Gold, Doris B., ed. Voices of Thinking Jewish Women. New York:

Biblio Press, 2003.

 

Reviewed by Sandra Dillon, University of Oregon, Eugene, OR

 

Prudence Wright Holmes, an actor and writer, compiled this collection of essays, articles, interviews and other sample writings of Jewish women in connection with a brief biography on each woman represented, “to be viewed as a construction of consciousness raising” (i). Doris B. Gold, the editor of this collection, explains in her introductory preface that the goal of this collection was to gather the thoughts of Jewish women voicing their opinions and experiences on an array of topics holding a variety of positions in society. The topics covered in this collection are “politics, war and peace, feminism, workplace discrimination, family-problems” (iii). One of the shortcomings of this collection, as explained by Gold, is the lack of women found in several fields such space science and programmers.

42 women are represented in this collection and because of the Alphabetic organization of the biographies, the book has an encyclopedic feel to it. The essays cover a variety of perspectives from women holding different positions in society. For instance, there are women politicians, such as Dianne Feinstein or Bella Savitsky Abzug, who talk about their experiences of being elected officials to businesswomen. For instance, Muriel Siebert shares her experience of being one of the first women to work on Wall Street. The stories of these women are on one hand very different from each other because of the variety of topics covered, however there are similarities in the experiences because they share two characteristics: they are women and they are Jewish.

To illustrate the diversity of opinions and themes voiced in this book I have chosen two women, an athlete and a businesswoman. The first story I have chosen is from Gretel Bergman, an athlete who competed during Hitler’s Third Reich in her discipline of high jump. Bergman went to school in Germany where she had excelled at her sport. When Hitler came to power she was forbidden to go in any cafes, restaurants or enter places where she had trained because she was Jewish. Bergmann decided to go to England where in 1934 she won the British High Jump Championship. Because she was the best in her discipline the Nazis wanted her to compete in the Olympics, so they sent her father to force her to come back to Germany. She refused, but he explained to her that there would be dire consequences for her family if she did not return. In this interview, Bergmann shares some of what she experienced while training with the Nazis, who to her surprise where very nice to her. Bergmann describes her best friend as a “Super Nazi” and suspects that most of her teammates where in the Hitler party. Bergmann explains that she also knew the Nazis opinions of the Jews and she did not believe they would actually let her compete in the Olympics and feared what they would do to get rid of her. In the end the Nazis claimed she was injured and unable to compete, which was a great relief to her. I have chosen this story not only to illustrate that many of the stories are the memoirs of these women, but also because this is a very unique voice that should not be forgotten.

To contrast this story I have chosen a very different woman, who fought for her rights in an occupation which had been dominated by white males. Muriel Siebert describes her experiences upon arriving on Wall Street and how she established her place in that environment. She suffered discrimination as a woman which she proved while applying for a particular job. When she sent in her application with her name on it, she was refused a position, however when she sent the same application with only her initials on it, the job was offered to her. Siebert’s and Bergmann’s stories illustrate the range of stories and topics presented in this collection, but they also show the struggles these women endured to prove themselves in society.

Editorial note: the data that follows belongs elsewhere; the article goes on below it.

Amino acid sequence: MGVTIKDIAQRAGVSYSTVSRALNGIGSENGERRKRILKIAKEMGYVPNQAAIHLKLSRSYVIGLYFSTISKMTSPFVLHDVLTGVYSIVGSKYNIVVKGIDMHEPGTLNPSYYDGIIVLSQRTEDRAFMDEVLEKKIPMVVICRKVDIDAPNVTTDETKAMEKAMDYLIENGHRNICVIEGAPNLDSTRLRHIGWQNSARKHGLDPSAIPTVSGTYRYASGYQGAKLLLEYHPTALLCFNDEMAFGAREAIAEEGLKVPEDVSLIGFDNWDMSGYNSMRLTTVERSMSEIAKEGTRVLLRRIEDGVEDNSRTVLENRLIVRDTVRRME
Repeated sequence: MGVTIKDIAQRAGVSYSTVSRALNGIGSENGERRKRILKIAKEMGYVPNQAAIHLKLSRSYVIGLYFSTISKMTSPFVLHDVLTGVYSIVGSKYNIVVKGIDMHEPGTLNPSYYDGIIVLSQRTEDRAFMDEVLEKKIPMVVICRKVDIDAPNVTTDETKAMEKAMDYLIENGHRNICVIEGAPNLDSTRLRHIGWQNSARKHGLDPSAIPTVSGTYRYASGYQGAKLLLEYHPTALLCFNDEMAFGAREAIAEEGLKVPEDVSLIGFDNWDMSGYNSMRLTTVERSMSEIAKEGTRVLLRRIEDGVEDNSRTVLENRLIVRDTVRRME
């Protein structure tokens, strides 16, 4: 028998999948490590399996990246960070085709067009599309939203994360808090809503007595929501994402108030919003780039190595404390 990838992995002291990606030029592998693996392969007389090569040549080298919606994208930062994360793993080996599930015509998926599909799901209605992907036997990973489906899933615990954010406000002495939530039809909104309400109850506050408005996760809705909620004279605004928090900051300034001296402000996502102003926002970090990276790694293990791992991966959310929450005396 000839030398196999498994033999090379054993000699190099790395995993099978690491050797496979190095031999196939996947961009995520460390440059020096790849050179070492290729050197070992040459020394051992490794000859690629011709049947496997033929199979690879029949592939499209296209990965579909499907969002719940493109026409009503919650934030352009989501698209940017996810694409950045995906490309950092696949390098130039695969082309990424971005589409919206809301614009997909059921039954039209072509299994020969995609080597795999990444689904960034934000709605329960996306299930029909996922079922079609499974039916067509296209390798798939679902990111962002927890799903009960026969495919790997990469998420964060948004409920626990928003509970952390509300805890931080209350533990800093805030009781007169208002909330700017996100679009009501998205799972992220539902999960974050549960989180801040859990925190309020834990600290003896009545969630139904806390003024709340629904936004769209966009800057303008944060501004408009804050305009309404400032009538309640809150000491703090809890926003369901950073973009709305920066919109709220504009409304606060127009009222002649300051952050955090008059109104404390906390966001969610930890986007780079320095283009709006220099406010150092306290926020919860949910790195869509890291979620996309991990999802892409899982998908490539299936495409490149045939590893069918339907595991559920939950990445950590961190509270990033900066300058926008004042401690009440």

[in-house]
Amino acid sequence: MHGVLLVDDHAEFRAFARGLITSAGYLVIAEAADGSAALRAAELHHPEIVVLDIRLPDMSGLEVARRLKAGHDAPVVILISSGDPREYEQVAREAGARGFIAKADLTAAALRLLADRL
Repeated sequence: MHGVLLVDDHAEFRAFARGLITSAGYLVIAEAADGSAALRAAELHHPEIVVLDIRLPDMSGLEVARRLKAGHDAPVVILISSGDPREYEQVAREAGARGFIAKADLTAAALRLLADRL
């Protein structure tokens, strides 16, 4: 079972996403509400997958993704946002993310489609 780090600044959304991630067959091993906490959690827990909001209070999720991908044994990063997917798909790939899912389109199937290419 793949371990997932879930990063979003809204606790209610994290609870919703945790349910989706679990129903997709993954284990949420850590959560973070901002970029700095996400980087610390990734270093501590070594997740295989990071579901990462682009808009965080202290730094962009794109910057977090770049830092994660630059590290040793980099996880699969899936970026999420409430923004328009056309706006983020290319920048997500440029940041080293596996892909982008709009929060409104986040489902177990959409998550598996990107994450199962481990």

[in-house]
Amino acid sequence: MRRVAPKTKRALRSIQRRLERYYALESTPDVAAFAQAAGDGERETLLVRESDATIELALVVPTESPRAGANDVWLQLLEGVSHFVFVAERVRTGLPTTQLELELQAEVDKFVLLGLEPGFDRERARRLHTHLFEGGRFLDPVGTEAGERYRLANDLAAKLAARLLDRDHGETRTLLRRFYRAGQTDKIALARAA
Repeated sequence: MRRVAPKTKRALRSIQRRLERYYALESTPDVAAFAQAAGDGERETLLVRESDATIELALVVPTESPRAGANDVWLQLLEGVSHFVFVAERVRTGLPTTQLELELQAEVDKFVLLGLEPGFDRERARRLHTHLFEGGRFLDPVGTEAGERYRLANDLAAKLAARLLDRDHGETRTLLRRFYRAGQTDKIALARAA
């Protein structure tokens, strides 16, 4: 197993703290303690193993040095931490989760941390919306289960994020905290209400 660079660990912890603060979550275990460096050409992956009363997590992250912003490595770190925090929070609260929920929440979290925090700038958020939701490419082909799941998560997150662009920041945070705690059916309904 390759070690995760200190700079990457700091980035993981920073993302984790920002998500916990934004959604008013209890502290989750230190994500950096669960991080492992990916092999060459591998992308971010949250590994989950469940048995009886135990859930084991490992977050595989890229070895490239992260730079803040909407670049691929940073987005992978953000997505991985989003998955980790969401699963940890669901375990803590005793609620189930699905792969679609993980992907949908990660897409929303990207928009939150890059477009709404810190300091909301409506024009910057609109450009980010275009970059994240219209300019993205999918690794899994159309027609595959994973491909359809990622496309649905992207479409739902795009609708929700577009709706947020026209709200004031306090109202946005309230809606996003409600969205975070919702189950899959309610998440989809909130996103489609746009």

This collection of essays is an excellent source for readers embarking in the study of feminism, focusing on the experiences of Jewish women who have fought for women’s rights. The footnotes are a helpful resource to find the sources of the text and guide readers who want to further research these women. The book also reaches a larger audience because there is great variety of women represented.

Unfortunately, the pieces on each woman are very brief, which seems to be unnecessary because of the large print of the book. The reader is left to wonder why this collection was not somewhat expanded. The introduction is also very short, only three pages, and expends too much effort explaining why certain things were not included instead of focusing on what was included and why. Most texts are accessible to all readers, however there are some texts that require the reader to have background knowledge of the times or religious aspects in order to understand the struggles of the women. This could have been addressed in the introduction.

The book is overall a great resource for readers who are just embarking in the study of feminism, specifically the experiences of Jewish women. Even though the experiences are so different from each other and span over 125 years, there is a sense of commonality among the experiences: the struggle of the women trying to change the world around them. This book not only shows the changes that have been made by women in many different fields in the last 125 years but it points to the work that still needs to be done.

 

 

 

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